Tag: democratic peace

Debating Covert Intervention and the Democratic Peace

One reason that Patrick I stepped down as a permanent contributors to the Duck of Minerva was to develop ISQ Online as a forum for intellectual exchange surrounding International Studies Quarterly pieces.  I think readers of the Duck will find the exchanges there interesting, and so I’ll be using (abusing?) my ‘standing guest’ privileges to call attention to them.

ISQ recently published—on early view—a piece by Michael Poznansky entitled “Stasis or Decay? Reconciling Covert War and the Democratic Peace.” In the final round of review, two of the referees proved very enthusiastic but one still expressed significant reservations. So we offered him the opportunity to have ‘the debate’ in public by authoring a rejoinder. The result, Tarak Barkawi’s “Scientific Decay.”

ISQ Online offers us the opportunity to continue these sorts of exchanges. Hence, we now have a symposium, “An Extended Debate on the Utility of the Democratic Peace Thesis.” In it, Poznanski and Barkawi go another round.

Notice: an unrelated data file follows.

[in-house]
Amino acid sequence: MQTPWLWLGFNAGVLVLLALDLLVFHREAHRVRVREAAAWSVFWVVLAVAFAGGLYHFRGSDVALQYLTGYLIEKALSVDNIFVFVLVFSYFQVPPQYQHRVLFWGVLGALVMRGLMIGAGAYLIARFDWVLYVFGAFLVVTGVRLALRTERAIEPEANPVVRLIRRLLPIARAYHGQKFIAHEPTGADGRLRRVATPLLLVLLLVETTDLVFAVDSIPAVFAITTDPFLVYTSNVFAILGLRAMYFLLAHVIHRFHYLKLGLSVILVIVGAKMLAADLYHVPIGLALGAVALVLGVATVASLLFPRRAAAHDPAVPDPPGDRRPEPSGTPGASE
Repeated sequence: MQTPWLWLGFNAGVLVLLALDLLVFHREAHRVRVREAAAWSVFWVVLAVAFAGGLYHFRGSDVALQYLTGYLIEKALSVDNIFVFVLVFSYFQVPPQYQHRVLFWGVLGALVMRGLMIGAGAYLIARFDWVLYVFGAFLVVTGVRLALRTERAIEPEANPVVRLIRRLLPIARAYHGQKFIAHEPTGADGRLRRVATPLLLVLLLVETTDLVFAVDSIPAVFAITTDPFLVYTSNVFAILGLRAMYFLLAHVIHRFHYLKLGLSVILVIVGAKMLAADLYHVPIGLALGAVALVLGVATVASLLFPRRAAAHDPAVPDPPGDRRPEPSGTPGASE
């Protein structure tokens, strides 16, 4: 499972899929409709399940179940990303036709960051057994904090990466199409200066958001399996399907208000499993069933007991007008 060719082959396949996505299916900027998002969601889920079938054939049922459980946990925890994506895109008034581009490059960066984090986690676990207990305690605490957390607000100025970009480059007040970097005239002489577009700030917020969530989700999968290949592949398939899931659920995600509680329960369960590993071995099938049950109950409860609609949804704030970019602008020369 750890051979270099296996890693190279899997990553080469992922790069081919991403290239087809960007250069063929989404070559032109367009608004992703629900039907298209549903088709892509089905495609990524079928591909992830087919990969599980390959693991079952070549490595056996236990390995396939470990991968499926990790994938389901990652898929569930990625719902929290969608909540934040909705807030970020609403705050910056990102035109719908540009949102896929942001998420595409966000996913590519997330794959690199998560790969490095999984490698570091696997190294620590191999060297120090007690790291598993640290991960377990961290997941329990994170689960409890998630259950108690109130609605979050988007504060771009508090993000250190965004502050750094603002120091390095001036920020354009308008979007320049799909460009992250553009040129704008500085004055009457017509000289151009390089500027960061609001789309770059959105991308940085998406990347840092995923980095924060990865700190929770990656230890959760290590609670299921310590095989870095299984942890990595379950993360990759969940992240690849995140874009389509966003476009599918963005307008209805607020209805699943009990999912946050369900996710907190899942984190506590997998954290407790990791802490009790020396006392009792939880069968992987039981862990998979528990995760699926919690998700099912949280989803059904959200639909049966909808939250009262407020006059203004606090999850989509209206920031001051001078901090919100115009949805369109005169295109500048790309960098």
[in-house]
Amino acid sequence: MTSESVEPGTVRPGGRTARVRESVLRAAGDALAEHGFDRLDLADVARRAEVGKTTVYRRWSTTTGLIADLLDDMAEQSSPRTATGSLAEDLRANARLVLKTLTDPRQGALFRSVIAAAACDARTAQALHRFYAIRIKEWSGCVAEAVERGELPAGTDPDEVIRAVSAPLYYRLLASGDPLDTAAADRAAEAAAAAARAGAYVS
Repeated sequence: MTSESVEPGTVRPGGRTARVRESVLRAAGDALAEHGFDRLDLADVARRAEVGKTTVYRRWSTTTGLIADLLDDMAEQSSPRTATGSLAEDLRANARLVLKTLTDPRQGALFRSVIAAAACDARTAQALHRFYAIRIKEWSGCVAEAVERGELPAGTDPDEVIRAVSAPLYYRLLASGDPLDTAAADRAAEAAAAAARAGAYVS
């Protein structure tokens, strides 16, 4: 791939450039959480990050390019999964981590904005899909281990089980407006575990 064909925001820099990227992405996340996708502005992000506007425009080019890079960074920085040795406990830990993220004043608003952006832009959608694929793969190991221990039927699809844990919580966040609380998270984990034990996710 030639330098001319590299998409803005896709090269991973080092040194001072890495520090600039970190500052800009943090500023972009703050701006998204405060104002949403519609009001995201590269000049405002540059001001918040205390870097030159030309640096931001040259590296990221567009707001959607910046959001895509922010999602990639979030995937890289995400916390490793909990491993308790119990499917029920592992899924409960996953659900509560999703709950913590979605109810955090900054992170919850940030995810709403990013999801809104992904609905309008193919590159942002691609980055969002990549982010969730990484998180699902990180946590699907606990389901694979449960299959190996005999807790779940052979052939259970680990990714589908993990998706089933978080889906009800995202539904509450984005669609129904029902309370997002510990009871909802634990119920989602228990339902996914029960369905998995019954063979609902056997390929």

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Classroom Activity: Shared Threat and Delayed Elections

This activity comes after students are to have listened to a lecture (slides) about domestic politics helps us understand variation in the likelihood of international conflict. I focused particularly on whether the spread of democracy explains Europe’s transformation from one of the most violent parts of the world to one of the most peaceful and how the the fear of coups and rebellion in Sub-Saharan Africa helps explain why there have been so few interstate wars there.

I closed out the portion focusing on the democratic peace by discussing how territorial disagreements both promote war and inhibit democracy, thereby creating a spurious correlation between joint democracy and peace (see this recent post of mine).